Did US help head off Pakistani military coup

Last month, I wrote about "Trouble Brewing in Pakistan" as former Prime Minister Nawaz Sharif threatened to lead a march of his supporters to the capitol in order to force current Prime Minister Asif Ali Zardari to reinstate the former Chief Justice of the Supreme Court who had been ousted by former President Musharraf.

Word is now leaking out that this confrontation almost led to a collapse of the civilian government and a takeover by the military.

David Ignatius:


The crisis began in late February when the Zardari-backed Supreme Court ruled that Sharif and his brother Shahbaz, the chief minister of Punjab, could not hold office. The governor of Punjab, also a Zardari loyalist, then seized control of that powerful province -- in what Pakistani commentators saw as a putsch by the president against his chief rival.

The lawyers' movement began its march on March 12, pledging to occupy Islamabad until the government restored Chaudhry to his post. Zardari sent a police force known as the Rangers into the streets of Lahore, apparently hoping to intimidate Sharif and the marchers. But Sharif evaded the police and joined the protesters as they headed north toward Islamabad.

Kiyani then faced the moment of decision. According to U.S. and Pakistani sources, Zardari asked the army chief to stop the march and protect Islamabad. Kiyani refused, after discussing the dilemma with his friend Mullen, the chairman of the Joint Chiefs of Staff. Meanwhile, Kiyani called Sharif and told him to return home to Lahore, according to one source. And he called the leader of the lawyers' movement, Aitzaz Ahsan, and told him to halt in the city of Gujranwala and wait for a government announcement.

Pressure on Zardari was also building within his People's Party. According to a U.S. official, Prime Minister Yousaf Raza Gillani told the president on the night of March 15 that he would resign if Chaudhry wasn't reinstated. (Zardari's camp says it was only a rumor of resignation.) In any event, Gillani went on television at 5 the next morning to announce that the former chief justice would return. The crisis was over.



Pakistan has 70 nuclear weapons or thereabouts. There is every indication that those weapons are safe and that responsible officials have control of them (There have even been reports that the US is helping to guard them. We already give Pakistan massive help in keeping them safe.) Sharif, who heads the conservative Muslim League party, is a corrupt and dangerous politician who is angling for Zardari's job. Other opportunities may present themselves that could find Sharif pushing the envelope once again.

And, of course, Pakistan has its own terrorst problem that is only growing worse. While it may be too much to expect Pakistan to be have a stable government, we can hope that the parties involved will refrain from deliberately trying to destablize the situation every chance they get.

 
Last month, I wrote about "Trouble Brewing in Pakistan" as former Prime Minister Nawaz Sharif threatened to lead a march of his supporters to the capitol in order to force current Prime Minister Asif Ali Zardari to reinstate the former Chief Justice of the Supreme Court who had been ousted by former President Musharraf.

Word is now leaking out that this confrontation almost led to a collapse of the civilian government and a takeover by the military.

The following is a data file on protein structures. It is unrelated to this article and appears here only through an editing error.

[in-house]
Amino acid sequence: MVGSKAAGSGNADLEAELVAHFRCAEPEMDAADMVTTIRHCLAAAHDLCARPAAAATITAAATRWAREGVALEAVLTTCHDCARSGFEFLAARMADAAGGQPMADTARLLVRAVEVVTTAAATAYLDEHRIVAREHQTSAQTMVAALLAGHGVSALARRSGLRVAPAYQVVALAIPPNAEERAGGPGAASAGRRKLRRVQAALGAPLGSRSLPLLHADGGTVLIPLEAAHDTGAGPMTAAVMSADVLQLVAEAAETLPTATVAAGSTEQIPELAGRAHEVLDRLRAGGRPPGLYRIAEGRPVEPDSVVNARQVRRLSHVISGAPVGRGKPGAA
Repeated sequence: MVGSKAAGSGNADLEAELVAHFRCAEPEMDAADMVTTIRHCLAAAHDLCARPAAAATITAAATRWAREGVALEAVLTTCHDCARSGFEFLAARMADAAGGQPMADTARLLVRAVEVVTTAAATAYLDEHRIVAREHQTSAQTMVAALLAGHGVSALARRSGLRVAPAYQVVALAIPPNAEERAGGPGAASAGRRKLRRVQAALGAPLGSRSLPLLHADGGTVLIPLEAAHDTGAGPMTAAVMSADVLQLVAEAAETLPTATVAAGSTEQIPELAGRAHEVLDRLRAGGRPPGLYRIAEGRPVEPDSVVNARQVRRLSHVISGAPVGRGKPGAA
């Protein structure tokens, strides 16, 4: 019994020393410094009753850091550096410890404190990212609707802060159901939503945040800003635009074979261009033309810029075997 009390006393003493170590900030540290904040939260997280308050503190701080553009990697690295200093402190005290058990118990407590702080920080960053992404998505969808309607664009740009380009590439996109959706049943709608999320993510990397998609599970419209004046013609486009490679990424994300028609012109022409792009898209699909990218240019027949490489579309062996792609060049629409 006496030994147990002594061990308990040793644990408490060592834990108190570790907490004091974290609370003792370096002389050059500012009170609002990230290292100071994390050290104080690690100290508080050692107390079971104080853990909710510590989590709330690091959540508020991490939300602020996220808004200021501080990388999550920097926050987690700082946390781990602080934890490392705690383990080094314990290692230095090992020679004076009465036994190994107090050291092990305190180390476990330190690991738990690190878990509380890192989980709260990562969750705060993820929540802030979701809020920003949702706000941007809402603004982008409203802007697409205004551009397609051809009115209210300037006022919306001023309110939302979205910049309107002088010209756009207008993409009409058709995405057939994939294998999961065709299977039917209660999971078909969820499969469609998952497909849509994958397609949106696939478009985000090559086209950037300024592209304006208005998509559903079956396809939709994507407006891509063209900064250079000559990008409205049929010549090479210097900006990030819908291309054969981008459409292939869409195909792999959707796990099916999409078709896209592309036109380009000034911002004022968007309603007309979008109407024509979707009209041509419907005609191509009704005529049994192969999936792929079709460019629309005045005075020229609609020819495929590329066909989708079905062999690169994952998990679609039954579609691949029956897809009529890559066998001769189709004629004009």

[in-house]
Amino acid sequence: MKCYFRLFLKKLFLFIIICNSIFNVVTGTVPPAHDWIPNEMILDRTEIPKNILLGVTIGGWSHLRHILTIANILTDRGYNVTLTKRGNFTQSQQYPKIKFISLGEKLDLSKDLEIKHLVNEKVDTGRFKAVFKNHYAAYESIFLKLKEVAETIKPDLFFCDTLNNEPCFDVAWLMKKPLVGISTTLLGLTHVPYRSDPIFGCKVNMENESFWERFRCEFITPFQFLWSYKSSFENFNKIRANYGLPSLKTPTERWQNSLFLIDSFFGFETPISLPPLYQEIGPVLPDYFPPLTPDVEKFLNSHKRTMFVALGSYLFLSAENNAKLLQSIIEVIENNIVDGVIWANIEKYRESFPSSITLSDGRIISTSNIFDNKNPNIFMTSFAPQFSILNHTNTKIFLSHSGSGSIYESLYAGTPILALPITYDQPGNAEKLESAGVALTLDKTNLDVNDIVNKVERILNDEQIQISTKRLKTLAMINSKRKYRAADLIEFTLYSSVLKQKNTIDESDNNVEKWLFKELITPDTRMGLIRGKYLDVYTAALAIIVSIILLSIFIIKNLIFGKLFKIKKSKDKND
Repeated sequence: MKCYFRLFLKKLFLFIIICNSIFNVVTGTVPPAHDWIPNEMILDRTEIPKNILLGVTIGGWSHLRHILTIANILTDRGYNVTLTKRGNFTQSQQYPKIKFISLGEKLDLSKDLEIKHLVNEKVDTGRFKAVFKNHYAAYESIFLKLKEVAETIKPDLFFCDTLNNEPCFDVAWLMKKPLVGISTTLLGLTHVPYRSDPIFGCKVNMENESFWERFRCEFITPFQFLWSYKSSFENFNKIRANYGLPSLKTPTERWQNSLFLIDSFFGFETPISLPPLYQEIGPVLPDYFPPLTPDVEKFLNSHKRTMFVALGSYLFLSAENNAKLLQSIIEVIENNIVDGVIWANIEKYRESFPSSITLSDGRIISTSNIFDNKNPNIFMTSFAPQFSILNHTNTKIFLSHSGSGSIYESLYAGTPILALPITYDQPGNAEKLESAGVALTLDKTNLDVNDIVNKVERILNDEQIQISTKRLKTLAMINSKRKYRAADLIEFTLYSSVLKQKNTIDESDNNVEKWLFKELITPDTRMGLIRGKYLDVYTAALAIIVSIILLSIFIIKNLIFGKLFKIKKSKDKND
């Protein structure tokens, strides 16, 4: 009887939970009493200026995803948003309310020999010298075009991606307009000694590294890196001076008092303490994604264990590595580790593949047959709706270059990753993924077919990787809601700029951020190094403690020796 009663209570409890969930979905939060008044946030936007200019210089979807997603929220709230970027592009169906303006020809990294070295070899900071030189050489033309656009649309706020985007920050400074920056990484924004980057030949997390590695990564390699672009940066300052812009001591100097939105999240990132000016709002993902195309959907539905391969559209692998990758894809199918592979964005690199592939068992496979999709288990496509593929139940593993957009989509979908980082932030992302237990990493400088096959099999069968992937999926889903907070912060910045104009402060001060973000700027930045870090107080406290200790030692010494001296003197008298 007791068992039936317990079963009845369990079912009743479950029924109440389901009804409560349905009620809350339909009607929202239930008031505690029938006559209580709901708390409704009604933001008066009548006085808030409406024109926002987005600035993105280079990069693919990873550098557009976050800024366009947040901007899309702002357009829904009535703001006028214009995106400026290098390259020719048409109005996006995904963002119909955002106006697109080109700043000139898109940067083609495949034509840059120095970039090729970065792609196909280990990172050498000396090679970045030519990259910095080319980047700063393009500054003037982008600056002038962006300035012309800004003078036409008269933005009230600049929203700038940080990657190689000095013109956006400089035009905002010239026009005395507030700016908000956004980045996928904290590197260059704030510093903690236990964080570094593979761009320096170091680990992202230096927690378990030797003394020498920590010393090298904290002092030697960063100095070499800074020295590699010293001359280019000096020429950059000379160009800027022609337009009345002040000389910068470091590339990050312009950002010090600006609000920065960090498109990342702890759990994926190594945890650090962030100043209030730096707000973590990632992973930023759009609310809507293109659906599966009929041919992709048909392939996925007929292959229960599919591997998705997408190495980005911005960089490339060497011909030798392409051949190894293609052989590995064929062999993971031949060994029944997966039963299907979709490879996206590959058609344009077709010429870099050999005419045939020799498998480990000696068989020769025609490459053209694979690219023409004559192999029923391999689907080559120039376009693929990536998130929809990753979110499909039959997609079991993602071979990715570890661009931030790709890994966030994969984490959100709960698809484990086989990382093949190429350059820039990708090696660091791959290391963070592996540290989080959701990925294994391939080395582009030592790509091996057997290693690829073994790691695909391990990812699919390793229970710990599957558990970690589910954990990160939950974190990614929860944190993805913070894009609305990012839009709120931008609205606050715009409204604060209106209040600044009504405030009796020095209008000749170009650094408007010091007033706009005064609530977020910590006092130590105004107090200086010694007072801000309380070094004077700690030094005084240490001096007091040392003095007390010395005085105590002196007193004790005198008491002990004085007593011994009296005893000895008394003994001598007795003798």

David Ignatius:


The crisis began in late February when the Zardari-backed Supreme Court ruled that Sharif and his brother Shahbaz, the chief minister of Punjab, could not hold office. The governor of Punjab, also a Zardari loyalist, then seized control of that powerful province -- in what Pakistani commentators saw as a putsch by the president against his chief rival.

The lawyers' movement began its march on March 12, pledging to occupy Islamabad until the government restored Chaudhry to his post. Zardari sent a police force known as the Rangers into the streets of Lahore, apparently hoping to intimidate Sharif and the marchers. But Sharif evaded the police and joined the protesters as they headed north toward Islamabad.

Kiyani then faced the moment of decision. According to U.S. and Pakistani sources, Zardari asked the army chief to stop the march and protect Islamabad. Kiyani refused, after discussing the dilemma with his friend Mullen, the chairman of the Joint Chiefs of Staff. Meanwhile, Kiyani called Sharif and told him to return home to Lahore, according to one source. And he called the leader of the lawyers' movement, Aitzaz Ahsan, and told him to halt in the city of Gujranwala and wait for a government announcement.

Pressure on Zardari was also building within his People's Party. According to a U.S. official, Prime Minister Yousaf Raza Gillani told the president on the night of March 15 that he would resign if Chaudhry wasn't reinstated. (Zardari's camp says it was only a rumor of resignation.) In any event, Gillani went on television at 5 the next morning to announce that the former chief justice would return. The crisis was over.



Pakistan has 70 nuclear weapons or thereabouts. There is every indication that those weapons are safe and that responsible officials have control of them (There have even been reports that the US is helping to guard them. We already give Pakistan massive help in keeping them safe.) Sharif, who heads the conservative Muslim League party, is a corrupt and dangerous politician who is angling for Zardari's job. Other opportunities may present themselves that could find Sharif pushing the envelope once again.

And, of course, Pakistan has its own terrorst problem that is only growing worse. While it may be too much to expect Pakistan to be have a stable government, we can hope that the parties involved will refrain from deliberately trying to destablize the situation every chance they get.